Sunday, October 15, 2017

Concord Craft Brewing

http://wfmu.org/flashplayer.php?version=3&show=75332&archive=155871 Concord Craft Brewing podcast
http://mofohockey.org/podcastgen/download.php?filename=2017-10-13_bh206.mp3 Non-Flash version of the podcast

The city of Concord is the capitol of New Hampshire, a state with some noteworthy brewing history. As one of the earliest European settlements in North America, beer was brewed in Portsmouth, N.H. as far back as the 1600s. Brewer Frank Jones of Portsmouth was the largest producer of ale in the all the United States in the late 1800s. Budweiser built it's 8th massive brewery in Merrimack, N.H. in 1970, which is also the summer home of the famed Clydesdales. And, of course, N.H. home to nationally distributed and much acclaimed Smuttynose Brewing.
Concord Craft's co-owner Dennis tends bar.
Throughout the 90s to the present day, both extremely small (Earth Eagle Brewings) and very large (Red Hook Ale) breweries have contributed to the steady growth of brewers in the White Mountain state. Currently there are about 70 breweries in the N.H., with more certainly on the way. One of the earliest pioneers in craft brewing in N.H. is the Portsmouth Brewery established in 1991, forerunner to Smuttynose Brewing. New Hampshire breweries have sprung up in far-north Littleton, in tiny villages such as Canterbury, and have proliferated New Hampshire's seacoast. Yet it took till 2016 for Concord to see it's first post-Prohibition brewery.

Opening in January of 2017, Concord Craft Brewing Company was the second brewery in town, following Lithermans Limited, which opened in April of 2016. While Lithermans is located far from the city center, Concord Craft is right downtown, a short stroll from the Capitol Building, and just a block down the hill from Main Street. When the brewery opened, it was heating the mash and boil kettles with steam supplied from the Concord Steam Corp., which provided steam heat to downtown Concord businesses and government buildings since 1938. That sounds quite anachronistic, but there are other breweries that do the same, such as Toronto's Steam Whistle Brewery.


But the Concord Steam Corp., which is thought to be the last wood burning commercial steam provider to public consumers, had gone bankrupt and closed in May of 2017, making it necessary for the brewery to buy their own boiler to power the brewhouse.
The original Bob W and the (some would say) upgraded model!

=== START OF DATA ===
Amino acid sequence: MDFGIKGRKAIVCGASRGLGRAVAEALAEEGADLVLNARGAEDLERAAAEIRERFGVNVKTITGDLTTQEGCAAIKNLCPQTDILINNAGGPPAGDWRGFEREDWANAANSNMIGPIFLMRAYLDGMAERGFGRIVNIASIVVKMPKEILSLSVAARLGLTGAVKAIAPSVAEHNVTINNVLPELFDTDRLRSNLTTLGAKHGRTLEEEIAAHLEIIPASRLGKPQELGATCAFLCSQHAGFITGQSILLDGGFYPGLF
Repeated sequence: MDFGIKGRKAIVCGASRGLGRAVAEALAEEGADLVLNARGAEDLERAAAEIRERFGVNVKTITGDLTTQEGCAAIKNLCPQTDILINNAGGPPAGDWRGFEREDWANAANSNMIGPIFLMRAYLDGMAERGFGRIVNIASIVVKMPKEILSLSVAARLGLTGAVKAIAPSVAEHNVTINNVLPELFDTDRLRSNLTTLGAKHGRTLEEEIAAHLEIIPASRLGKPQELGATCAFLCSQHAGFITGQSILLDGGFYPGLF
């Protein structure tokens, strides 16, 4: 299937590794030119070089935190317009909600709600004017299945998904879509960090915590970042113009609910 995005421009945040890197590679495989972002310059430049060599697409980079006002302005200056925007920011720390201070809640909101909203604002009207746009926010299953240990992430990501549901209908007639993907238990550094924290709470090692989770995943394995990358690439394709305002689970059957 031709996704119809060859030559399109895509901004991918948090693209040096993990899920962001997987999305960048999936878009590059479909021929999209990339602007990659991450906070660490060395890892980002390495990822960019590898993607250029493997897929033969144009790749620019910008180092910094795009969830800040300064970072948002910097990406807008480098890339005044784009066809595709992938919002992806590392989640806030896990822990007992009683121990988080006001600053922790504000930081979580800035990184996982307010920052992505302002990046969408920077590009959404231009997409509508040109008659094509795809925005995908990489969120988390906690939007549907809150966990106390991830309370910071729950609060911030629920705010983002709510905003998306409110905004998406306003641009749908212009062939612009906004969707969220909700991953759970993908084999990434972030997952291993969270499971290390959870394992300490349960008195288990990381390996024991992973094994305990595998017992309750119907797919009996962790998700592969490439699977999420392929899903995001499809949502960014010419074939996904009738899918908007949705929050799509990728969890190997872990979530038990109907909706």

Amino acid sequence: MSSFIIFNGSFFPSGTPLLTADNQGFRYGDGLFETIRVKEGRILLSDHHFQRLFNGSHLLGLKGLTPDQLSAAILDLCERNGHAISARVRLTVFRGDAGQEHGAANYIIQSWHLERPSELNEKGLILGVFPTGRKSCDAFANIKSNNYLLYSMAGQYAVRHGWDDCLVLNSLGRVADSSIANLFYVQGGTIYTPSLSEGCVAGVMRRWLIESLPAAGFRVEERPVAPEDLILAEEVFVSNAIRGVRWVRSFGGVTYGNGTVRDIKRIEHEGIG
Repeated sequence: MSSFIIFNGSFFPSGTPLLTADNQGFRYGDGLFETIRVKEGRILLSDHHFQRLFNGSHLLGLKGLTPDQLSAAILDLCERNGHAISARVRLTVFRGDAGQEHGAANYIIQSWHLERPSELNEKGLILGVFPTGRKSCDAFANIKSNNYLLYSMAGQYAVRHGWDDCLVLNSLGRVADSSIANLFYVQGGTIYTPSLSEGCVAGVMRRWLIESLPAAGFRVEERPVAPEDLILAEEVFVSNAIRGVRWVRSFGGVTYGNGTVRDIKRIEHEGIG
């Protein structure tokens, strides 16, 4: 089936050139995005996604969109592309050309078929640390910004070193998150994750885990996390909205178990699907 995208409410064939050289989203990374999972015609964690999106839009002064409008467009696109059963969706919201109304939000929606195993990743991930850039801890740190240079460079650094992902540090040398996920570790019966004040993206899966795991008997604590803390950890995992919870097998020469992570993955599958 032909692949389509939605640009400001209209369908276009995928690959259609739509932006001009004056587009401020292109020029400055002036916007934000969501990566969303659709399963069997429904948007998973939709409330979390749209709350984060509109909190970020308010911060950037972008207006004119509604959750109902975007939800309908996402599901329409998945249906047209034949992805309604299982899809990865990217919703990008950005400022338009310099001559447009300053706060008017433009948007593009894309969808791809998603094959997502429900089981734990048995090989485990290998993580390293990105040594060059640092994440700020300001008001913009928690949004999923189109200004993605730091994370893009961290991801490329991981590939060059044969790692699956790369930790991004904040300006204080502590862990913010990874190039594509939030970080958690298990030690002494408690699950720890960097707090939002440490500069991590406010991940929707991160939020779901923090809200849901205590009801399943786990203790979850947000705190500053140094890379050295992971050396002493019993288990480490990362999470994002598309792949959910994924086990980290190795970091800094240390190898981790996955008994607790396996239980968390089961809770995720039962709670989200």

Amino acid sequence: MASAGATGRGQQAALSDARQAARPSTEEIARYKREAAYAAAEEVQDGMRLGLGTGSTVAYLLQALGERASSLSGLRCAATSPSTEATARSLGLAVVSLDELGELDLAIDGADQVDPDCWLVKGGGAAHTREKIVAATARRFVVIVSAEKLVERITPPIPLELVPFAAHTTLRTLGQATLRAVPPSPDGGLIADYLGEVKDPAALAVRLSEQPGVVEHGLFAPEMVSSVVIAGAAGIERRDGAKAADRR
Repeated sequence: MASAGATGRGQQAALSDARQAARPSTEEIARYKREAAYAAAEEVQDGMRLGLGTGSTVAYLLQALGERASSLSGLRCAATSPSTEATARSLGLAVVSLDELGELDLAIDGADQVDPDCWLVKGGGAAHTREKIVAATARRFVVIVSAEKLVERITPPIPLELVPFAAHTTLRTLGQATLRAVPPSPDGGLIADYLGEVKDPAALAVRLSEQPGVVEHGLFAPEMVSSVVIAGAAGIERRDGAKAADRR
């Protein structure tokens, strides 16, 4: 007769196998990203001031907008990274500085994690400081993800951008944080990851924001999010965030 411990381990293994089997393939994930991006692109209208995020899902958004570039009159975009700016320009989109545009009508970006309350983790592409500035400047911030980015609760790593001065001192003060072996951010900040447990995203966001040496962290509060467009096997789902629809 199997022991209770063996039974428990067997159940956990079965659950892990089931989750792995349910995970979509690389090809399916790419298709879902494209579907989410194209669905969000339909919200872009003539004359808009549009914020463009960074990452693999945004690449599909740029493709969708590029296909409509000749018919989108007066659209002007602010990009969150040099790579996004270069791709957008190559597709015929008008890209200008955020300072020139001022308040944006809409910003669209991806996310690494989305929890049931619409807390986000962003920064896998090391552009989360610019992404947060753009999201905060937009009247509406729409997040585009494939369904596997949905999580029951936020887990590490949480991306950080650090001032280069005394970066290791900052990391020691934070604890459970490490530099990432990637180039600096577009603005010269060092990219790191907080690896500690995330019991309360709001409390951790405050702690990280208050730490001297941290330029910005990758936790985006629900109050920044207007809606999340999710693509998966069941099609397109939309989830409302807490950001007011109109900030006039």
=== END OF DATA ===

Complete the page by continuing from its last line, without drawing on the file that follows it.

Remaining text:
(My dad would definitely not say that!)
The brewery was founded by the husband and wife team of Dennis and Beth. Both long time homebrewers and beer aficionados, they knew that the transition from homebrewing to commercial production was serious business. So, to ensure that they were ready for primetime, Beth, who is a full-time brewer for the company, enrolled in courses at the American Brewers Guild (ABG) in Middlebury, VT. They also hired head brewer Doug Bogle who trained at the ABG as well, and got his first commercial experience at River City Brewing in Sacramento, CA. He also put in time at New Helvetia in Sacramento, AB InBev in California, Beer Works in Lowell, MA, Cape Ann Brewing in Gloucester, MA, and Cape Cod Beer in Hyannis, MA.

The 15-barrel brewery is located in a building dating back to the 1860s. Located near where the once vital railroad yards were situated, it was initially the home of the Merrimack Farmers Exchange, a grain store, and served many other uses in its 165 year history. Looking at the stark, thick stone walls and the old timbers, it's clearly a building that was made to last! The brewhouse takes up 1500 sq. ft. of the 3500 sq. ft. facility, with another 1000 sq. ft. used for storage, and 1000 sq. ft. in the front for the bar/tasting room.
Note the hockey stick above the bar. Our kind of place!
Concord Craft is licensed as a nano-brewery, a special brewing license allowing them to make up to 2000 barrels a year. Because they serve a light food menu, they're also allowed to serve the public full pours at their tasting room bar. If they didn't offer food, state law would limit them to 4 ounce pours. Dennis told us that they expect to reach 500 to 600 barrels in their first year, and hope to double that amount in 2018. Three fourths of production is sold to outside accounts, mainly in kegs, but they also do limited canning runs of 16 ounce cans as well. They're currently served on draught in about 50 restaurants and bars and the cans are available at roughly 20 retail outlets in N.H. They don't have plans to sell outside of the state just yet. So, if you want to try their well crafted brews, you'll need to get yourself to the Granite State!
Original stone and timbers from the 1860s.
 




The next generation for Concord Craft.
Sophie, an aspiring hockey star, is at home in the cold room.
Non-FDA approved ingredient!
Some of the breweries at a recent NH Brewers Fest.




1 comment:

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